CANTON, OHIO, FEB. 2 -- Mike Ditka said it really wasn't fair to have had as much fun as he did playing football and still be elected to the Pro Football Hall of Fame. The Chicago Bears coach was elected today along with Fred Biletnikoff, Jack Ham and Alan Page.

Their induction here July 30 will bring the number enshrined to 144.

"Mind-boggling," said Ditka, who played 12 NFL years as a tight end.

"A big, big thrill for me," said Biletnikoff, a flanker with the Oakland Raiders famed for his timing and exacting pass routes.

"I'm ecstatic," said Ham, a star of the Pittsburgh Steelers' "Steel Curtain" defense during four Super Bowl victories in the 1970s.

Page, a cornerstone at tackle on the Minnesota Vikings' "Purple People Eaters" defense, said, "{My} whole career was a highlight."

Ditka is the first pure tight end ever elected to the Hall. Biletnikoff is the fifth Raider to win the honor. Ham is the second player from the Steelers' dominant years to be honored, following "Mean Joe" Greene. Page is the second Viking, joining Fran Tarkenton.

Ditka, 48, out of the University of Pittsburgh, was NFL rookie of the year in 1961 after catching 56 passes for 1,076 yards and 12 touchdowns. Three years later, he had 75 catches, a record for tight ends that stood 16 years.

Biletnikoff, 45 this month and an assistant coach with Calgary in the Canadian Football League, spent 14 years at flanker with the Raiders and caught 589 passes for 8,974 yards and 76 touchdowns. His 70 catches for 1,167 yards and 10 touchdowns in 19 postseason games stood as records at his retirement. He played in three AFL and five AFC championship games, and in Super Bowls II and XI.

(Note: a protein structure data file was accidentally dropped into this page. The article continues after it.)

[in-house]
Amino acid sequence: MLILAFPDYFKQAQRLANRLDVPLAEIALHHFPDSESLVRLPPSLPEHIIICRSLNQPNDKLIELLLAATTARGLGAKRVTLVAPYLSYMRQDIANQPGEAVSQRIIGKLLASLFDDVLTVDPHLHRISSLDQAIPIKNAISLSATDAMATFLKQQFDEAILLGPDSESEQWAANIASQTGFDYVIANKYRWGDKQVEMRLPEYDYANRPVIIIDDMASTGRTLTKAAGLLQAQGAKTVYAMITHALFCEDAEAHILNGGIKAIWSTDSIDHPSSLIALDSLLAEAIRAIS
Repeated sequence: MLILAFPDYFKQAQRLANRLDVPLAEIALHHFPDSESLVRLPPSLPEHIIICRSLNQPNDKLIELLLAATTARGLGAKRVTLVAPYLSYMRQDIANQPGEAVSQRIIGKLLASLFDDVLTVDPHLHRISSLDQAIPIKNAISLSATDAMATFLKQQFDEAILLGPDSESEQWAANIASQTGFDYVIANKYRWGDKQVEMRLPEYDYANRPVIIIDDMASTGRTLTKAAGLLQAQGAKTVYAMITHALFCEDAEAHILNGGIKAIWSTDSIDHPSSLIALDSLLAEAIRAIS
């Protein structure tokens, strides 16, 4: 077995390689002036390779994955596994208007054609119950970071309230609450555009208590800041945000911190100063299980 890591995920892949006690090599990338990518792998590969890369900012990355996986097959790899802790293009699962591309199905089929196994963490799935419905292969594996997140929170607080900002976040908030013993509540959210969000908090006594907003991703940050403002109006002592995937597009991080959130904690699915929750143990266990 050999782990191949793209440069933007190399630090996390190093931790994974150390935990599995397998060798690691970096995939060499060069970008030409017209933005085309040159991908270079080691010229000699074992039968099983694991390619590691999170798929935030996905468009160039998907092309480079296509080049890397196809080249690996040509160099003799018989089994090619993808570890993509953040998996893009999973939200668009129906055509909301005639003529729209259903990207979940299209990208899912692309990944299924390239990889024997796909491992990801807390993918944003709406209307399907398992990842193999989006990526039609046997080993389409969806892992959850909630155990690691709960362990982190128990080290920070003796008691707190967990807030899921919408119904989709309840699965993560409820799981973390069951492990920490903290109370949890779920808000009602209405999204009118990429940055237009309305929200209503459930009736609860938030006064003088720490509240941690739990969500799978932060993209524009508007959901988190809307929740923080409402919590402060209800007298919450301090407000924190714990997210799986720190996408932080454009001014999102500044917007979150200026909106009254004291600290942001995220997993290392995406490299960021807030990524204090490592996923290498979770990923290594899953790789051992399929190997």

Ham, 39, an outside linebacker from Penn State finished a 12-year career with 25 1/2 sacks, 21 fumble recoveries and 32 interceptions.

"It's a great feeling to be selected into the Hall of Fame with players who are the all-time greats and especially to follow the all-time great, who I think is Joe Greene," said Ham, a salesman for a coal company and a radio analyst on NFL games.

Page, 42, is a native of Canton, home of the Hall of Fame. In 1971, he became the first defensive player named NFL most valuable player. He was the NFC defensive player of the year four times.

Page, now a staff lawyer for the Minnesota attorney general's office, said of his selection, "I don't know if it's about time, but it's certainly a nice time."

He played 238 games for the Vikings and Bears, with 16 playoff games and four Super Bowls. Unofficial statistics show Page blocked 28 kicks and had 164 sacks during his 15 seasons. In 1976, he had a career-high 21 1/2 sacks. He never missed a game.

New members of the Hall of Fame are elected annually by a 29-member board made up of media representatives from every league city and the president of the Pro Football Writers of America. An affirmative vote of approximately 80 percent is needed for election.

Falling short in a list of seven finalists were Bob Griese, Art Shell and Lou Rymkus.